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Blood-Alcohol “Sniffing” Anklets To Monitor Repeat DUI Offenders

MEMPHIS, Tenn. — Tennessee’s recent DUI law took effect on Jan. 1, and courts across Tennessee are in mid-use of the new high-tech alcohol monitoring systems meant to track the driving habits of drunk driving offenders currently facing charges.

The DUI monitoring systems — known as SCRAMx but dubbed “alcohol-sniffing ankle bracelets” — observe offenders 24 hours a day during the pretrial period. The expected effect is that high-DUI-risk drivers will not become repeat offenders during use.

SCRAMx (Secure Continuous Remote Alcohol Monitor ) is an alcohol testing system that features a blood-alcohol reading ankle bracelet that is supposed to be worn 24 hours a day. The DUI ankle bracelet actually samples the DUI offender’s perspiration every 30 minutes in order to test blood-alcohol levels.

These ankle bracelets have been in limited use in Tennessee since 2005, but have only recently been tested by prosecutors in Williamson County. The prosecutors tested an early generation of the DUI ankle bracelet technology but even those were approved for integration into programs designed to monitor drunk drivers after convictions.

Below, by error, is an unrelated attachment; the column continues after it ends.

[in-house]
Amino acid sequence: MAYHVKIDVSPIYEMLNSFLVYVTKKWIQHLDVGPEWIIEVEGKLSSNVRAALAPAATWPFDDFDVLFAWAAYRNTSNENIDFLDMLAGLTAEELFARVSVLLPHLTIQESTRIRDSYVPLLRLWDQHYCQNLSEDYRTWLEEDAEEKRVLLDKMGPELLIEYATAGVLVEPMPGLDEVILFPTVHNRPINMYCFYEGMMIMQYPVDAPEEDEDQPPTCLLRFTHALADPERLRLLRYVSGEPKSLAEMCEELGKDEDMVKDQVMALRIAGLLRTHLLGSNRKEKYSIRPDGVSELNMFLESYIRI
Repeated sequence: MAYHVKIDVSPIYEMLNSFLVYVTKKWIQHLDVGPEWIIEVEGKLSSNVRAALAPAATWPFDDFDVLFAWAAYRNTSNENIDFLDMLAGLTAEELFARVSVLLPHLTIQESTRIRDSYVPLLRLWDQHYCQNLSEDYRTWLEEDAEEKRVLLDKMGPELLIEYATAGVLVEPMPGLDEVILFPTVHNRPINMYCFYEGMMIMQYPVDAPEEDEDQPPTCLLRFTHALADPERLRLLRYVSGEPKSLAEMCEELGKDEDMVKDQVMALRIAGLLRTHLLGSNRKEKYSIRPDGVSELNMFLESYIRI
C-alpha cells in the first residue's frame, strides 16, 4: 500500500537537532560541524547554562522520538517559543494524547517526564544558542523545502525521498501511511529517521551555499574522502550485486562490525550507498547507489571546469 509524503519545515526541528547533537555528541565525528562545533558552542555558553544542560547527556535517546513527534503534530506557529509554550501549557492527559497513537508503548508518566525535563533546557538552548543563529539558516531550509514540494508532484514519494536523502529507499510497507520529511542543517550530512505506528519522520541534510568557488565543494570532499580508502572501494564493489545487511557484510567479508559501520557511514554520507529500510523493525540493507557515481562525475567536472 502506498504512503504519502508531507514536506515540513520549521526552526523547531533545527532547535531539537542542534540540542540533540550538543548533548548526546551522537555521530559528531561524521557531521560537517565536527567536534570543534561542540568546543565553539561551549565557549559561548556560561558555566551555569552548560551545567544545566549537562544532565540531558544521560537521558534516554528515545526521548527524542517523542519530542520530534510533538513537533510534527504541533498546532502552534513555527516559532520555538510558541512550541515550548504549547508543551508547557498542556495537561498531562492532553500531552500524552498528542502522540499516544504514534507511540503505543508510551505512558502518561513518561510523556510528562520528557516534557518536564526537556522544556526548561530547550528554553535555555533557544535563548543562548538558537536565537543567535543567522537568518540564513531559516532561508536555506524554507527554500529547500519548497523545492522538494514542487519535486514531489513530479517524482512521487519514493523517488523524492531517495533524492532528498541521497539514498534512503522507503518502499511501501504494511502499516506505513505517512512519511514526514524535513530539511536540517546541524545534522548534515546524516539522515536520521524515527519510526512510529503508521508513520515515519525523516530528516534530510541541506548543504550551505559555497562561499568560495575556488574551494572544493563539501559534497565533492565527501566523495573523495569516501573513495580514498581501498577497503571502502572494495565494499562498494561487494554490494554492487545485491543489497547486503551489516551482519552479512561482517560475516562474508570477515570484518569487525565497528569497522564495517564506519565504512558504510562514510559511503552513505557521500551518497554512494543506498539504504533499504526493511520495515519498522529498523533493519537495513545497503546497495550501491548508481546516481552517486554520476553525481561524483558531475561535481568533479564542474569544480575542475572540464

Since the new legislation took effect, officials have seen an increase in the use of the ankle bracelets to monitor repeat Anderson County, Tennessee DUI offenders during the pre-trial period with the goal of reducing the risk to the community while DUI offenders await judgment on their case.

Over recent weeks, the alcohol-sniffing ankle bracelets have become available to court officials in Memphis and surrounding Tennessee counties. Memphis judges began meeting last week to learn about the science behind the DUI ankle bracelets.

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